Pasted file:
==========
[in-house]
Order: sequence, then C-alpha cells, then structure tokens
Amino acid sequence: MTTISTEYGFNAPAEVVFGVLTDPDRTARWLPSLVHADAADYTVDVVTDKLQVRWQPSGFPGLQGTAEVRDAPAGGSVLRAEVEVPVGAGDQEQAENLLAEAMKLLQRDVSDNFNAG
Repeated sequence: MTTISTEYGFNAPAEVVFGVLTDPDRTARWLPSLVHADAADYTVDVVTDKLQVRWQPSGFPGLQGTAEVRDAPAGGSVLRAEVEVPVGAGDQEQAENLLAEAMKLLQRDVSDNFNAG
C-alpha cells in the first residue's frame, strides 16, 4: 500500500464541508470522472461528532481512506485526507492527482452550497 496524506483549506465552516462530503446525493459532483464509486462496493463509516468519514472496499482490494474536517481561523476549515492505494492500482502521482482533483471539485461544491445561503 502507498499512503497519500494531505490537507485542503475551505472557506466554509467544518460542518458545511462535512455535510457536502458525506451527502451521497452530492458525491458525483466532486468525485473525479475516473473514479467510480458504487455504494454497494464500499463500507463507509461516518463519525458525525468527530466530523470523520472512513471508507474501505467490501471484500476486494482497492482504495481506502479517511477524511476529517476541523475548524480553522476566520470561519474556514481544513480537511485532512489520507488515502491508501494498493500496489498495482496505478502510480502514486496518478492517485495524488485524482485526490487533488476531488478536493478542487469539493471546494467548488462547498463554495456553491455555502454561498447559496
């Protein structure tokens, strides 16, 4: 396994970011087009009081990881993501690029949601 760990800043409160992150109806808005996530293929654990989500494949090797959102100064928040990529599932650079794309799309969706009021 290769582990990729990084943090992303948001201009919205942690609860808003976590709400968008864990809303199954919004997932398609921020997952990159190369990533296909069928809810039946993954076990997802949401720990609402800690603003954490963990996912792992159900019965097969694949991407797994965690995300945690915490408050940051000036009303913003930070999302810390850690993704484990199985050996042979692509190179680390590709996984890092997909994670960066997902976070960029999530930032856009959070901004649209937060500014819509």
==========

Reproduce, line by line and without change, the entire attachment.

[in-house]
Order: sequence, then C-alpha cells, then structure tokens
Amino acid sequence: MTTISTEYGFNAPAEVVFGVLTDPDRTARWLPSLVHADAADYTVDVVTDKLQVRWQPSGFPGLQGTAEVRDAPAGGSVLRAEVEVPVGAGDQEQAENLLAEAMKLLQRDVSDNFNAG
Repeated sequence: MTTISTEYGFNAPAEVVFGVLTDPDRTARWLPSLVHADAADYTVDVVTDKLQVRWQPSGFPGLQGTAEVRDAPAGGSVLRAEVEVPVGAGDQEQAENLLAEAMKLLQRDVSDNFNAG
C-alpha cells in the first residue's frame, strides 16, 4: 500500500464541508470522472461528532481512506485526507492527482452550497 496524506483549506465552516462530503446525493459532483464509486462496493463509516468519514472496499482490494474536517481561523476549515492505494492500482502521482482533483471539485461544491445561503 502507498499512503497519500494531505490537507485542503475551505472557506466554509467544518460542518458545511462535512455535510457536502458525506451527502451521497452530492458525491458525483466532486468525485473525479475516473473514479467510480458504487455504494454497494464500499463500507463507509461516518463519525458525525468527530466530523470523520472512513471508507474501505467490501471484500476486494482497492482504495481506502479517511477524511476529517476541523475548524480553522476566520470561519474556514481544513480537511485532512489520507488515502491508501494498493500496489498495482496505478502510480502514486496518478492517485495524488485524482485526490487533488476531488478536493478542487469539493471546494467548488462547498463554495456553491455555502454561498447559496
């Protein structure tokens, strides 16, 4: 396994970011087009009081990881993501690029949601 760990800043409160992150109806808005996530293929654990989500494949090797959102100064928040990529599932650079794309799309969706009021 290769582990990729990084943090992303948001201009919205942690609860808003976590709400968008864990809303199954919004997932398609921020997952990159190369990533296909069928809810039946993954076990997802949401720990609402800690603003954490963990996912792992159900019965097969694949991407797994965690995300945690915490408050940051000036009303913003930070999302810390850690993704484990199985050996042979692509190179680390590709996984890092997909994670960066997902976070960029999530930032856009959070901004649209937060500014819509």